Do we need a new policy?
Good question! First, consider that the purpose of a policy is to "outline an expectation of behaviour pertaining to certain activities or matters" (see "definitions").
Your policies can help align behaviour with the needs of the University.
Do you have a problem?
It is also important to remember that policies are created to solve problems and mitigate risk.
You might need a policy if people's behaviour regarding certain activities or matters within the influence of your office has the potential to cause problems that put people or the University at risk. Examples of risk could include health and safety risk, financial risk, reputational risk, or risk to the quality of the teaching and research carried out by the University.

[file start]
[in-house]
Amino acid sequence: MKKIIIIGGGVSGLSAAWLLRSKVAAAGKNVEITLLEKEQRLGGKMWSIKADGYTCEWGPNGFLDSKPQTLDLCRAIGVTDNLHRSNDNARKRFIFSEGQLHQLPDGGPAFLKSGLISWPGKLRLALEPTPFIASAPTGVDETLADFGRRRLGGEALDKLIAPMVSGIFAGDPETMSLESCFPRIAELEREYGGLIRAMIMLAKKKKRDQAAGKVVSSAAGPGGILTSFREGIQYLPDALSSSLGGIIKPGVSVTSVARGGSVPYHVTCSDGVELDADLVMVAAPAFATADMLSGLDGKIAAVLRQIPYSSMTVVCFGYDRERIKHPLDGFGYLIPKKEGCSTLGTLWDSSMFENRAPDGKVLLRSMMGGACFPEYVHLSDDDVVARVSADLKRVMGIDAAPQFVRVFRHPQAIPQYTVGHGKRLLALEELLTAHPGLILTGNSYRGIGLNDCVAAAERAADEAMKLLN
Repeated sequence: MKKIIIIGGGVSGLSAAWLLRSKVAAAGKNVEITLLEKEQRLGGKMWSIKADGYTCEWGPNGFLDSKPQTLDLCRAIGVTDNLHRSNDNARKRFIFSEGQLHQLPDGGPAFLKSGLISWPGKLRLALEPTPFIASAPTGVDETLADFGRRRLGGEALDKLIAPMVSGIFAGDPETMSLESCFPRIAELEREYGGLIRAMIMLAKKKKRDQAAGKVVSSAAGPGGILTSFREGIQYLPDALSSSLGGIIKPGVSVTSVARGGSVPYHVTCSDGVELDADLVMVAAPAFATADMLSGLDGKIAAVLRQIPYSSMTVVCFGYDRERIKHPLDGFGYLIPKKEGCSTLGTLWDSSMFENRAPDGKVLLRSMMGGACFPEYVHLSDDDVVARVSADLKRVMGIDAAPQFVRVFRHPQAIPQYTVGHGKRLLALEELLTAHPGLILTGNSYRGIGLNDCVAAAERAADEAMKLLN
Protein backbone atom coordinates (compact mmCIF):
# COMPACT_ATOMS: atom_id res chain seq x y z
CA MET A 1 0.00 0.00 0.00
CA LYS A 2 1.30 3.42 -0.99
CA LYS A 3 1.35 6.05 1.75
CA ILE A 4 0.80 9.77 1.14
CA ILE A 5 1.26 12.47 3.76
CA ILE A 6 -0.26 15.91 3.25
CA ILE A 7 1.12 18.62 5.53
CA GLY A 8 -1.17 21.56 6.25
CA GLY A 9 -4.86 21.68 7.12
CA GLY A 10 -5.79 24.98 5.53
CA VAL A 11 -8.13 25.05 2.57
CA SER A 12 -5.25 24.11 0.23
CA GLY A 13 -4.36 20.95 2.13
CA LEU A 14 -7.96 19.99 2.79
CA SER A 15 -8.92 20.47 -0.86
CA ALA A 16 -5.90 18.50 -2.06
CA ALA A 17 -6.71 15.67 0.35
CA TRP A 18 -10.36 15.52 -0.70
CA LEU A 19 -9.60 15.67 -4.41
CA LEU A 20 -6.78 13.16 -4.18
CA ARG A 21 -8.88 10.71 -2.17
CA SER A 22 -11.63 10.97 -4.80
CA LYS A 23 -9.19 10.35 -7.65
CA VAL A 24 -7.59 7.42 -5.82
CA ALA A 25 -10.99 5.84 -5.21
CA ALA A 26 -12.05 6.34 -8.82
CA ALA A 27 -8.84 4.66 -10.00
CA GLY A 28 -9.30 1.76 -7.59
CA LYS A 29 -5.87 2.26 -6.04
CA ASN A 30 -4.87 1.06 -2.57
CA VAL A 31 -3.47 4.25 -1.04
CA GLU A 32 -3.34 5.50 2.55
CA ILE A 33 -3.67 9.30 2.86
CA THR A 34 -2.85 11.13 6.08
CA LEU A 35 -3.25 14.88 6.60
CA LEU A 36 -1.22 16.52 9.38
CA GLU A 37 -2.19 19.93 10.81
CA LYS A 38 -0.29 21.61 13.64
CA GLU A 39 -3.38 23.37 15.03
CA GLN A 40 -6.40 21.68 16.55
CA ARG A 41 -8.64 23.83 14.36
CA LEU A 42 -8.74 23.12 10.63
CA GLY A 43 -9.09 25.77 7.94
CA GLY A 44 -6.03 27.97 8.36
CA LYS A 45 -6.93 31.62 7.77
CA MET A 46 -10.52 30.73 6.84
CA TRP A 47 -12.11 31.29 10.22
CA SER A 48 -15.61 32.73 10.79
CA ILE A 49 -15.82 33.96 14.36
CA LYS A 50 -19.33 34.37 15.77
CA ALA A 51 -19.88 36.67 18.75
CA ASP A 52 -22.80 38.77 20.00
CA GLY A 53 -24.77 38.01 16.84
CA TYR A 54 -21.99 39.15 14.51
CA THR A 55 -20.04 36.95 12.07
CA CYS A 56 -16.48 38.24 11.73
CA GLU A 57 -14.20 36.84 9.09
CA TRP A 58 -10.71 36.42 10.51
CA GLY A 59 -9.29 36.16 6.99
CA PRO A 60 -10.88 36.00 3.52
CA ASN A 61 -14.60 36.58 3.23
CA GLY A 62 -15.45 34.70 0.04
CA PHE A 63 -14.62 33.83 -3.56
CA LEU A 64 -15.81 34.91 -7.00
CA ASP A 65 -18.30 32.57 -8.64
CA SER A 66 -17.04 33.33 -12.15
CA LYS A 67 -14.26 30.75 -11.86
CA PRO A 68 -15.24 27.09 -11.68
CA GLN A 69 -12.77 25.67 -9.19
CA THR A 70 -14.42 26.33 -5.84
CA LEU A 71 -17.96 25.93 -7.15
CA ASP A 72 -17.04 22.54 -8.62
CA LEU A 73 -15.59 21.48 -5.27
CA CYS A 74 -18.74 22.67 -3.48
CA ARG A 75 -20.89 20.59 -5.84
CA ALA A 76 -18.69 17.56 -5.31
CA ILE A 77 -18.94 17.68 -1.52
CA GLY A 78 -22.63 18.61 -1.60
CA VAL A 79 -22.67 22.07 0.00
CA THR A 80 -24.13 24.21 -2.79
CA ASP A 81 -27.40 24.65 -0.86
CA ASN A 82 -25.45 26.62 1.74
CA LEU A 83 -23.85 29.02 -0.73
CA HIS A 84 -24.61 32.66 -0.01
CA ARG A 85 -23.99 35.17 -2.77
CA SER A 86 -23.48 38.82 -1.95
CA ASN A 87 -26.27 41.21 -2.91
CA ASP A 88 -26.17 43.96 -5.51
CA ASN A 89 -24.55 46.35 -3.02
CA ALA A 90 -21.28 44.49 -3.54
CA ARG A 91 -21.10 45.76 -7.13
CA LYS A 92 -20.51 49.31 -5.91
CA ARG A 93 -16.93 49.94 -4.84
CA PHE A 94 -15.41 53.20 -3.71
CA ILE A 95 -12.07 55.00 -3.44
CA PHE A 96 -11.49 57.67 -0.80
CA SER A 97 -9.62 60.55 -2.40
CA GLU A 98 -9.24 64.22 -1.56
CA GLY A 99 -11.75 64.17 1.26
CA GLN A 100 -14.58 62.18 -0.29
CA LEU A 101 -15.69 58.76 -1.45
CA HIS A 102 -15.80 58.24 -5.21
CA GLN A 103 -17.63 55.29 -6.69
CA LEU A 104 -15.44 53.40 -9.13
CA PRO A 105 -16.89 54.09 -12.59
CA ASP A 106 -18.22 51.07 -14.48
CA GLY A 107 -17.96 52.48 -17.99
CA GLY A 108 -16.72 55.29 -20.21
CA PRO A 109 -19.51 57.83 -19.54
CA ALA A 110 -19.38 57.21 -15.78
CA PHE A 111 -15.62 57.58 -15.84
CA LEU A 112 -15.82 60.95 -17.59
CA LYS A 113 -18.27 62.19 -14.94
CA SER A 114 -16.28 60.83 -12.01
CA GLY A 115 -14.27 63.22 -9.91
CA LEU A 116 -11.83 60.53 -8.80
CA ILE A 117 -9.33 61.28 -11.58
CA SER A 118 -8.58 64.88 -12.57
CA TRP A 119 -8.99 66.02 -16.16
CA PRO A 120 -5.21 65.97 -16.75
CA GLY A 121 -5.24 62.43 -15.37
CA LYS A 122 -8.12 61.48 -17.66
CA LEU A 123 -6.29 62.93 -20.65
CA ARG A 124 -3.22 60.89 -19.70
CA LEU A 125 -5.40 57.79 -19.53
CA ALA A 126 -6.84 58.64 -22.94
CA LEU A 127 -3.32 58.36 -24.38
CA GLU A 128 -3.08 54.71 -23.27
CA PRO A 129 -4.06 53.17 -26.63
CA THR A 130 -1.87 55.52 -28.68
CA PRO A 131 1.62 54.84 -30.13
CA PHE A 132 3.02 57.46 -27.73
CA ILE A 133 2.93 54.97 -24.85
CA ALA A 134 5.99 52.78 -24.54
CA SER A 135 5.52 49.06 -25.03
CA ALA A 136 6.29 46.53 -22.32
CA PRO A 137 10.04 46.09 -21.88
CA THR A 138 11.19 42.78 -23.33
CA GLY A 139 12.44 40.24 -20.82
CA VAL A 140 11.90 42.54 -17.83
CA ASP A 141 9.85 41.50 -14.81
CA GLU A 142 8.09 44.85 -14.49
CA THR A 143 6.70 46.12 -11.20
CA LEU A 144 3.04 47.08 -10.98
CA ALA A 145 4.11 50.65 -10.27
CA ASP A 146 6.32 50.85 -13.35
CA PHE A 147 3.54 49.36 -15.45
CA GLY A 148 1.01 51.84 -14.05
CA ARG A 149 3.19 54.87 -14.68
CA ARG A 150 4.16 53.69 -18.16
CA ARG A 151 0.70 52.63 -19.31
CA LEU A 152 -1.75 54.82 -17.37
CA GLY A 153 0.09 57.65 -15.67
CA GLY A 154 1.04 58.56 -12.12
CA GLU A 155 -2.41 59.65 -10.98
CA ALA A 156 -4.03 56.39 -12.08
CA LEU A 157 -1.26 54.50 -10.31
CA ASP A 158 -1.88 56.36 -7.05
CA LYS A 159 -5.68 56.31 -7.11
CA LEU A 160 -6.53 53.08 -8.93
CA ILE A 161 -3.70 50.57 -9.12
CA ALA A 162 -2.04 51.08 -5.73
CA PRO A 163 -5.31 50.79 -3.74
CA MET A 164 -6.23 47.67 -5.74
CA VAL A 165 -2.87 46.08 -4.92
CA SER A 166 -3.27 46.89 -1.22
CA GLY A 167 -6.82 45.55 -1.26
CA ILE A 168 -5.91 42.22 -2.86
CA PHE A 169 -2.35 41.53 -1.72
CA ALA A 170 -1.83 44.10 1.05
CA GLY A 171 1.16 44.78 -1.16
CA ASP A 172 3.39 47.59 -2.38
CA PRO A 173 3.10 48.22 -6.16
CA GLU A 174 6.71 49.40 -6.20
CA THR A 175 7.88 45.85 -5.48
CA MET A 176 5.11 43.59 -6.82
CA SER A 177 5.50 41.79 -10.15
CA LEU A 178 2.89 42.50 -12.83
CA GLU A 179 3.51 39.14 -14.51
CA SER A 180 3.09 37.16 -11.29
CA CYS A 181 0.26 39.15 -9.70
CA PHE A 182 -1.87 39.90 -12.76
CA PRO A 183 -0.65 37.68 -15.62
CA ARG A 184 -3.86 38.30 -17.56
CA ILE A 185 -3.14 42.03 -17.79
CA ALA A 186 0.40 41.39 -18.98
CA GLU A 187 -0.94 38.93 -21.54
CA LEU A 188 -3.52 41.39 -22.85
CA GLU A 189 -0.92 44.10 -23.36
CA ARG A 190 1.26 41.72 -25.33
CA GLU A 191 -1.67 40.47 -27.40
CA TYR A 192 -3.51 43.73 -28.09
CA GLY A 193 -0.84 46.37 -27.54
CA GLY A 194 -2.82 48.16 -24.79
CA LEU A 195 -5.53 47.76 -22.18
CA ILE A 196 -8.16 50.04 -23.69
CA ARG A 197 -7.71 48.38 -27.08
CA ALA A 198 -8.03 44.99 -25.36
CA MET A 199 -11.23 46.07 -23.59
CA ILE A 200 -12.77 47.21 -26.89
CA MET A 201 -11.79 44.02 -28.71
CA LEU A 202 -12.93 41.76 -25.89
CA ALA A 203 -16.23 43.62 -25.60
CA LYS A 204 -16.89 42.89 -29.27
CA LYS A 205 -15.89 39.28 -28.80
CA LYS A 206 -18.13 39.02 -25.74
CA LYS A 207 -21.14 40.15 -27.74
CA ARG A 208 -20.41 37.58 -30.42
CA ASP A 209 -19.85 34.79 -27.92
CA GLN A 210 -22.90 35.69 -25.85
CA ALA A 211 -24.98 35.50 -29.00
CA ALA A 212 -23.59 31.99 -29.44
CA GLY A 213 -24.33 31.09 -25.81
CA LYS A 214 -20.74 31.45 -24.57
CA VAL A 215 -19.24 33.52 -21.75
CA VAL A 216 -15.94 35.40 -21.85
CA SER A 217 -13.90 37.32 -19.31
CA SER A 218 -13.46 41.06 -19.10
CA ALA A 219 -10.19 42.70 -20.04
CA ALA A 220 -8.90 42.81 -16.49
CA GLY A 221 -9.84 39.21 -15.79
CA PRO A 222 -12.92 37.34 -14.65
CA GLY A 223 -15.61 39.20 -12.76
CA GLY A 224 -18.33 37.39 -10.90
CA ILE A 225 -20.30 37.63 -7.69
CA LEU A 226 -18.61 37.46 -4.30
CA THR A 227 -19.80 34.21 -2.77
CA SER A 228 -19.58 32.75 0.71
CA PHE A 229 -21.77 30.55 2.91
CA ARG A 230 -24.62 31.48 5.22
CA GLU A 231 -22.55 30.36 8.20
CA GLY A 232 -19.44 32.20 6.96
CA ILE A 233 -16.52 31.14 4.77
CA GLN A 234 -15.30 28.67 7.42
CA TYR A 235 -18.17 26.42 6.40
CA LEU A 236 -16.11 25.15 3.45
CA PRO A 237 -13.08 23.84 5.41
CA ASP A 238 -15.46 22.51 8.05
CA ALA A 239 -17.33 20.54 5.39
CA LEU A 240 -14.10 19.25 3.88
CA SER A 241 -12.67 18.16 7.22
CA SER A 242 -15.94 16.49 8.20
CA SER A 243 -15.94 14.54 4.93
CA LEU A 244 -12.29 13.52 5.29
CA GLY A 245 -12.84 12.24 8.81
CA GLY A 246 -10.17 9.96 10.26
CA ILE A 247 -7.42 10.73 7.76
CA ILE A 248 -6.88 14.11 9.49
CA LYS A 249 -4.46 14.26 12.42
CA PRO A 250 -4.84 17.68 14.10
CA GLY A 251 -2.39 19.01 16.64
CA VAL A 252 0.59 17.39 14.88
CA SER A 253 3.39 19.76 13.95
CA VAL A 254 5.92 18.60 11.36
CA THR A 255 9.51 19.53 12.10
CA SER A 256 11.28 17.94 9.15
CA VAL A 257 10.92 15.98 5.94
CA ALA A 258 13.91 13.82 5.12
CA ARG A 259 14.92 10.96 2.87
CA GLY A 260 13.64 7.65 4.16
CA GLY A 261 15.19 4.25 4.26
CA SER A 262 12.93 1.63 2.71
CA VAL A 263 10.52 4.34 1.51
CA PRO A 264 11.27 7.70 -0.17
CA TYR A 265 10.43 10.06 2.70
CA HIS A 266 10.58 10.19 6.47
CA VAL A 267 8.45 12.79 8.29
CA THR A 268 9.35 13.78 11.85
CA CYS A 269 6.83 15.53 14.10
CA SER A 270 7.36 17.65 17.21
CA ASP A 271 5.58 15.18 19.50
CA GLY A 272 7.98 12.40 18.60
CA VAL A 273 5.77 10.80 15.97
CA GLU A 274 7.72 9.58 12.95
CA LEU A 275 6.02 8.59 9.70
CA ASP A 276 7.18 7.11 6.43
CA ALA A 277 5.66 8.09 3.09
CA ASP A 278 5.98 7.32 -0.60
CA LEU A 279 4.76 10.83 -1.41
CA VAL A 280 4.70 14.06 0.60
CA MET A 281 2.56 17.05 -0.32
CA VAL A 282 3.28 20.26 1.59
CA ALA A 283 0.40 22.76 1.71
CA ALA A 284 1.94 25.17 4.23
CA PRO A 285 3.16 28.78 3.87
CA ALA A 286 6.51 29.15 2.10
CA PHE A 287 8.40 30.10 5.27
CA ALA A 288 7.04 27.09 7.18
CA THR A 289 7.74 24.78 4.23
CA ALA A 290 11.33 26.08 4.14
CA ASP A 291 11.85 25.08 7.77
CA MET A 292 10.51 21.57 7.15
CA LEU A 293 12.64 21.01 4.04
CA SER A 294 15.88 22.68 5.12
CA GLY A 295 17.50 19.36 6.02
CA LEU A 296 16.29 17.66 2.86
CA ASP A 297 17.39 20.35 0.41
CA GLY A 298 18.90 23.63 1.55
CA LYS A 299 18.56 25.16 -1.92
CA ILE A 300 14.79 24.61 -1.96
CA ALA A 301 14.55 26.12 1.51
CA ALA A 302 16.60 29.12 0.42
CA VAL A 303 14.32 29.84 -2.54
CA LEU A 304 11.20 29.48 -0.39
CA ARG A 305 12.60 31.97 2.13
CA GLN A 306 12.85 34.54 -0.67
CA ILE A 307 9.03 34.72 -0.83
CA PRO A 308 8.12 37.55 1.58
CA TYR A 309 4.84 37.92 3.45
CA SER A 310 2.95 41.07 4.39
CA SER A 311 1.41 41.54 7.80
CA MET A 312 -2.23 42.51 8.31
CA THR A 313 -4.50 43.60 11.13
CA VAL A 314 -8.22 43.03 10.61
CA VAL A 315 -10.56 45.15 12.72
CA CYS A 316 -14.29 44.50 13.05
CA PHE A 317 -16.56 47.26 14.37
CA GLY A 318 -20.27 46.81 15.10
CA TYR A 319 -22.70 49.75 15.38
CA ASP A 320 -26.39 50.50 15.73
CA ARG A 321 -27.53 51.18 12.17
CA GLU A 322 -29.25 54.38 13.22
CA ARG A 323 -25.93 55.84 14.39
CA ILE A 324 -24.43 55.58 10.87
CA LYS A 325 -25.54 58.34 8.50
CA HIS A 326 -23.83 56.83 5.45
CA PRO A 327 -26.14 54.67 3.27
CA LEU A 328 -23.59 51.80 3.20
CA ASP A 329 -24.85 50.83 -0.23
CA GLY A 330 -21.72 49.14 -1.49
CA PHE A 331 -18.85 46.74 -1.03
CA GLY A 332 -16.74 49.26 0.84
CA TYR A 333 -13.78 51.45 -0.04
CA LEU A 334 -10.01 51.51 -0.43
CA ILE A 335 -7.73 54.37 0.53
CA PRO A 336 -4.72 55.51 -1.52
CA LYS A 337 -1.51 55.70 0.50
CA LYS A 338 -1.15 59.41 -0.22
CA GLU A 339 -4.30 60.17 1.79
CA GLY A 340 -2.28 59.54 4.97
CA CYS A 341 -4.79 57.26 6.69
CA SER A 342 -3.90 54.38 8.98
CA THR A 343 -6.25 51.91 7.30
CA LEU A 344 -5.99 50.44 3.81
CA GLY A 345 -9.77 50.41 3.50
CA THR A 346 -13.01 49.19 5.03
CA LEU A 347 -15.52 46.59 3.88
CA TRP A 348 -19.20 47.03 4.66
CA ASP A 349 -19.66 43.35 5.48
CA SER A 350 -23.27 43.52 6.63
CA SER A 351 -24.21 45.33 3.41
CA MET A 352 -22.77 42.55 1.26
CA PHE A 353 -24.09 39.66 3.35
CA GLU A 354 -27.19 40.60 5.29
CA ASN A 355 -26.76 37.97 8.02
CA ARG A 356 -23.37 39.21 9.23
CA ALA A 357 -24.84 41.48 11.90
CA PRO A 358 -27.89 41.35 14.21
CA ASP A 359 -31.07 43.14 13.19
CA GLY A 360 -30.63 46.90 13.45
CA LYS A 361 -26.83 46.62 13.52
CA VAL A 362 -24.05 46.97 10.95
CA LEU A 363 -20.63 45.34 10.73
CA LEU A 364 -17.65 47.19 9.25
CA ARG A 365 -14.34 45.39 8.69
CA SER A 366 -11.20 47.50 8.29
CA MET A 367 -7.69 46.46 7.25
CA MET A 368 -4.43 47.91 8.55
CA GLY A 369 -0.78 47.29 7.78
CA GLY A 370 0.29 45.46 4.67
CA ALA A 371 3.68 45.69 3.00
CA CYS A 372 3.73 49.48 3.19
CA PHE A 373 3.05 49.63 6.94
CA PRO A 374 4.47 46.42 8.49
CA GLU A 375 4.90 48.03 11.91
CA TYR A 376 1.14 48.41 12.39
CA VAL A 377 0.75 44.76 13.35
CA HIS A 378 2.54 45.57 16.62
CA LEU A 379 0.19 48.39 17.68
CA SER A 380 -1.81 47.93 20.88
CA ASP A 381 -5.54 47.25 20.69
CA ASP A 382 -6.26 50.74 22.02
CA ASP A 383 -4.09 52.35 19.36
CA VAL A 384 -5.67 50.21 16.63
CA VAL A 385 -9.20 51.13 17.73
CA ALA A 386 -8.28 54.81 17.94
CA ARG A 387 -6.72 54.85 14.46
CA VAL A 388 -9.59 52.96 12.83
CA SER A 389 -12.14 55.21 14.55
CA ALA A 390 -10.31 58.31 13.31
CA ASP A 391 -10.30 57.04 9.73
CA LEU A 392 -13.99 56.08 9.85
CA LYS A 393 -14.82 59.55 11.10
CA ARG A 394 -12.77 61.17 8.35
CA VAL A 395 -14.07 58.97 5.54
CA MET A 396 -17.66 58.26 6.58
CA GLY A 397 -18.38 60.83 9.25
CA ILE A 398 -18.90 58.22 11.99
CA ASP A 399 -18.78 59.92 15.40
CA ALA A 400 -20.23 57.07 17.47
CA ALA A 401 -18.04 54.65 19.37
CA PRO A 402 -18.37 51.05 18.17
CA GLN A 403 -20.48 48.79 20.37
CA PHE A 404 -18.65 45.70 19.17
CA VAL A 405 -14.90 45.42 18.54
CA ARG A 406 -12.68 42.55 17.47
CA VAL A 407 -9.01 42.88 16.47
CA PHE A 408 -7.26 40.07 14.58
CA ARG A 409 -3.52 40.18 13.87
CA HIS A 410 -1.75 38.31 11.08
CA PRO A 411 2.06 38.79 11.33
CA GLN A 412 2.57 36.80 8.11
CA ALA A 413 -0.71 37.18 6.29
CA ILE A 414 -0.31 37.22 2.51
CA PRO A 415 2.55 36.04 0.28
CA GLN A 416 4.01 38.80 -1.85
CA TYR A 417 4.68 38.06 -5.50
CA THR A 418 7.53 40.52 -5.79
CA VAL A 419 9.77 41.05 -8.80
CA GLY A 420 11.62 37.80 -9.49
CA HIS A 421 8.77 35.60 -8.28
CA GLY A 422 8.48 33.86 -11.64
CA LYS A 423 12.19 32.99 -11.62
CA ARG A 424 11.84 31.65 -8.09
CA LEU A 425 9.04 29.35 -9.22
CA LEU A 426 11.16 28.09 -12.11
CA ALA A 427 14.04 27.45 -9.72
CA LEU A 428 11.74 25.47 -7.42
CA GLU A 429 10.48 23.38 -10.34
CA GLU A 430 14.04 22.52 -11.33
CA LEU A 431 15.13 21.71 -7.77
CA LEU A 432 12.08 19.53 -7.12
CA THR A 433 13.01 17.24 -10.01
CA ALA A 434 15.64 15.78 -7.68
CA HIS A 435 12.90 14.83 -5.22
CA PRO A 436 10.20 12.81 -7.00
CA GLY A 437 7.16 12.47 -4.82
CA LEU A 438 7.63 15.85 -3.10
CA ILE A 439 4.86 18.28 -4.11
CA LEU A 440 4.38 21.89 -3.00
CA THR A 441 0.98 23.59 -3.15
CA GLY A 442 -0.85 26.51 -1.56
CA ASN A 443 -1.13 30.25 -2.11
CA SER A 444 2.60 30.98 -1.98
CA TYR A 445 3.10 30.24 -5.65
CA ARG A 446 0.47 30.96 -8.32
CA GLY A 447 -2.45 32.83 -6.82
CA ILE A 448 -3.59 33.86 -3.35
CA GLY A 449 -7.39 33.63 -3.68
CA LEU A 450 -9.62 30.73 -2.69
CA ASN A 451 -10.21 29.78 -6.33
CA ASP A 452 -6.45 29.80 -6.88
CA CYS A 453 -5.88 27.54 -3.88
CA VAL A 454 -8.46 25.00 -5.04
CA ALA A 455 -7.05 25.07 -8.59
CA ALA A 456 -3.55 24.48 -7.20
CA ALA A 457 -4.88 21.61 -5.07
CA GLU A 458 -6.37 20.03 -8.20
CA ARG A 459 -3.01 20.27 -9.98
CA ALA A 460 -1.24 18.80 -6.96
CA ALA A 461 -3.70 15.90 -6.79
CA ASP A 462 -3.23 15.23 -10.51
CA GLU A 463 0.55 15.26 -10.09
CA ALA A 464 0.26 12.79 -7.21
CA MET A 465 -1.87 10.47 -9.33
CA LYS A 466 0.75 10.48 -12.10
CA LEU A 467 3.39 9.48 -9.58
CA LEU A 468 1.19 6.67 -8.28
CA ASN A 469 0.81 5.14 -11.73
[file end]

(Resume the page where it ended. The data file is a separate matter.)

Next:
The next question you should ask is whether a policy is the answer to the problem. You might just need to improve communication or education about an issue. There might be existing legislation that people need to know about. Maybe you can change an administrative process to eliminate the problem.
Is it your problem?
You may discover that another office or entity has responsibility for this problem or that someone else is working on it. You will need to make sure this is your problem to solve.
Is it a UAPPOL policy?
The next question is whether the matter has insitution-wide implications. UAPPOL policies have insititution-wide application. You don't need a UAPPOL policy if your problem only concerns the functioning of your unit. UAPPOL policies outline the expectation of bevaviour for all members of the University community when engaged in the activity or matter in question.